Learn more about this thermoplastic's properties, uses, advantages, and toxicity.
Polyetherketone (PEK) is a high-performance, semicrystalline thermoplastic with exceptional performance at higher temperatures. It has a continuous use temperature of up to 260°C and a melting point of 373°C. PEK has good fatigue and creep resistance across its entire usable temperature range. It also has excellent resistance to solvents, acids, and oils. PEK is non-toxic and poses no significant health risks. PEK is often used for gears, bearings, bushes, and other mechanical components.
PEK (polyetherketone) is a high-performance, semicrystalline thermoplastic that has excellent thermal stability. PEK forms part of the PAEK (polyaryletherketones) family of materials, which also includes PEEK (polyetheretherketone). Semicrystalline plastics have ordered molecular structures and therefore have well-defined melting points.
The diphenylene ketone groups in PEK raise the stiffness of its polymer chains, leading to an increase in the glass transition temperature and melting point. Stronger molecular bonds produced by PEK's ether-to-ketone ratio of 1:1 underlie its superior thermal characteristics. The higher melting point increases PEK's service temperature, but it also means that processing temperatures must be correspondingly higher. This requirement makes it more technically challenging to process PEK with typical melt processing techniques. The properties of PEK can be further enhanced with the addition of fillers like glass and carbon fiber. These fillers can further improve temperature resistance, wear resistance, and impact strength.
PAEKs such as PEK are manufactured using either a process called nucleophilic aromatic substitution (NAS) polymerization, or less commonly, electrophilic polymerization. The nucleophilic process uses a substitution reaction of aryl dihalides with aromatic diphenolates in a dipolar aprotic solvent. PEK can be processed using typical thermoplastic manufacturing methods such as injection molding, 3D printing, and extrusion. However, due to its high melting point, special processing conditions are required to produce good results. For example, molds need to be designed to extract higher than normal amounts of heat before the part can be ejected. Designing the mold means more cooling channels, thermal pins, and oil are used as the thermal transfer medium.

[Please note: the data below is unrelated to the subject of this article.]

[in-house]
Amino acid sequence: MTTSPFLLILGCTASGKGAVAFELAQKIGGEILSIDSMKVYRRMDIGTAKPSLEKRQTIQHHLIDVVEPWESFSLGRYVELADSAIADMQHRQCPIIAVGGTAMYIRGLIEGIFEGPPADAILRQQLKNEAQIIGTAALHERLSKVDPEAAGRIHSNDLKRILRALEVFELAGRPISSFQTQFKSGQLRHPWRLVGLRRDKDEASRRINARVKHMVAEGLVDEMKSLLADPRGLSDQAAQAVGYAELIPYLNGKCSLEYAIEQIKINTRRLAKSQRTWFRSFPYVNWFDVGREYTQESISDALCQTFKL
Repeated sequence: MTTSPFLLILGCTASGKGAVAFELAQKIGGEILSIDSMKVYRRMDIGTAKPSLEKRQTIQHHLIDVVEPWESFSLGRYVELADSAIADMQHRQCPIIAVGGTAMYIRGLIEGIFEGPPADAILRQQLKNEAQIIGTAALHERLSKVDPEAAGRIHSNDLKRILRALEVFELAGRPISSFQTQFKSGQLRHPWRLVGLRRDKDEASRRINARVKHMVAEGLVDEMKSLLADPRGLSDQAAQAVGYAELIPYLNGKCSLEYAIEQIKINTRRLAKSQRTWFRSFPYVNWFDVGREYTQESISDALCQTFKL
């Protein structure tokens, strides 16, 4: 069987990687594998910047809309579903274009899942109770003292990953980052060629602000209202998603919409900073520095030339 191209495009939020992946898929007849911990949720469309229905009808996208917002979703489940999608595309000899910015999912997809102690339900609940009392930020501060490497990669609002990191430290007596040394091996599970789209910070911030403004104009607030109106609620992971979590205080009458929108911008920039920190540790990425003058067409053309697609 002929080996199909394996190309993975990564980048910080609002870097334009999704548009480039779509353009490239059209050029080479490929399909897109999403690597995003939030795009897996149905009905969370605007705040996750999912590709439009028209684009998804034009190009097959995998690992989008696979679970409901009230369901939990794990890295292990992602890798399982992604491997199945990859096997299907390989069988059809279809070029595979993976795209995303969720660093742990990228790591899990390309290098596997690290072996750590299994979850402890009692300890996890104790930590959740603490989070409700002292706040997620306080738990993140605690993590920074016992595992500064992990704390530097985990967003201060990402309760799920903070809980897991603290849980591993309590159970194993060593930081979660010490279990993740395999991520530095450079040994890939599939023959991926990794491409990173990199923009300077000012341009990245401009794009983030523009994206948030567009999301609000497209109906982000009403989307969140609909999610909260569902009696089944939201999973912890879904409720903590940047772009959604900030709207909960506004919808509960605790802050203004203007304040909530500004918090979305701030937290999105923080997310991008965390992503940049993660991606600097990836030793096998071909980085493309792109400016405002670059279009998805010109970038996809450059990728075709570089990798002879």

PEK is one of the more temperature-resistant grades of the PAEK group of materials. It remains dimensionally stable and resists both fatigue and creep damage at remarkably high temperatures. PEK performs well in continuous service up to 260 degrees C, which is extremely high compared to other engineering thermoplastics. For example, although PEEK has many other desirable characteristics, it is only rated for 230 degrees C in continuous use. PEK is the best choice for more severe thermal environments. In addition to its good mechanical performance at elevated operating temperatures, PEK also maintains excellent chemical resistance under heat stress. PEK is able to perform well under cyclic loading conditions that would typically result in fatigue failures, especially at elevated temperatures.
Brass, stainless, and plastic gears.
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PEK is especially useful in applications that experience cyclic loading, which can lead to fatigue failure in some materials. Some typical applications are listed below: